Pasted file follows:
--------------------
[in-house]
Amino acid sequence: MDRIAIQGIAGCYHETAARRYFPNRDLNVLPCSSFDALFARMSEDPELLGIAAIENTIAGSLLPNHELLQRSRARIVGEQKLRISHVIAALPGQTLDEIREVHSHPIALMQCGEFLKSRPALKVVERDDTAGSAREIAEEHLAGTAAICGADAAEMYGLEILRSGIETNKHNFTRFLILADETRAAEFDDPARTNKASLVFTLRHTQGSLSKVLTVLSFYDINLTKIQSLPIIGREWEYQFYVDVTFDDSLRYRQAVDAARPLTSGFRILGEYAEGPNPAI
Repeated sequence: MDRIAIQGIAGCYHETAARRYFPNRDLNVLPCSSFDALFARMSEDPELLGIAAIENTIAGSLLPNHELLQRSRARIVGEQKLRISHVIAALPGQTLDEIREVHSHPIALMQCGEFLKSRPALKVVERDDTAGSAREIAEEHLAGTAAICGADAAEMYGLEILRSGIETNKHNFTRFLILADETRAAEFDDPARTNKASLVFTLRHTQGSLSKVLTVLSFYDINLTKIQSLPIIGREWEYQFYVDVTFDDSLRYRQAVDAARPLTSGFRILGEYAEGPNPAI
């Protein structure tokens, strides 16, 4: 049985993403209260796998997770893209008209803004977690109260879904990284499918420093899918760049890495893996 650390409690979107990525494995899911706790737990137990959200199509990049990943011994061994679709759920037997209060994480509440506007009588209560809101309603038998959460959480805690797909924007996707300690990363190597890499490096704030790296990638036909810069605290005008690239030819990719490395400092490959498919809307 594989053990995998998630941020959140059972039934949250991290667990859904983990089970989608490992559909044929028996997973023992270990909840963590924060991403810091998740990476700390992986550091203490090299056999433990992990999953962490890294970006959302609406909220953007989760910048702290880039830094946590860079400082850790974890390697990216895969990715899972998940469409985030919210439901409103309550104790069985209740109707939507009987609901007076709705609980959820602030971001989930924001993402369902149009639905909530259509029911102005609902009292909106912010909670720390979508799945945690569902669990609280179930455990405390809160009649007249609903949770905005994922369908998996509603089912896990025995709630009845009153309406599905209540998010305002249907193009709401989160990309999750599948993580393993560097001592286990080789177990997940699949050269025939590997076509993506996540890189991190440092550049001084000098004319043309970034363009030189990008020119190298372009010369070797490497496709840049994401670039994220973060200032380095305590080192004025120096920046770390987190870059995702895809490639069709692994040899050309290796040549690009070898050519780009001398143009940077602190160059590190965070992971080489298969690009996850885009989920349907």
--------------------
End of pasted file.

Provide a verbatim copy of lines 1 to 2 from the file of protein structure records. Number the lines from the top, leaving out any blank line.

[in-house]
Amino acid sequence: MDRIAIQGIAGCYHETAARRYFPNRDLNVLPCSSFDALFARMSEDPELLGIAAIENTIAGSLLPNHELLQRSRARIVGEQKLRISHVIAALPGQTLDEIREVHSHPIALMQCGEFLKSRPALKVVERDDTAGSAREIAEEHLAGTAAICGADAAEMYGLEILRSGIETNKHNFTRFLILADETRAAEFDDPARTNKASLVFTLRHTQGSLSKVLTVLSFYDINLTKIQSLPIIGREWEYQFYVDVTFDDSLRYRQAVDAARPLTSGFRILGEYAEGPNPAI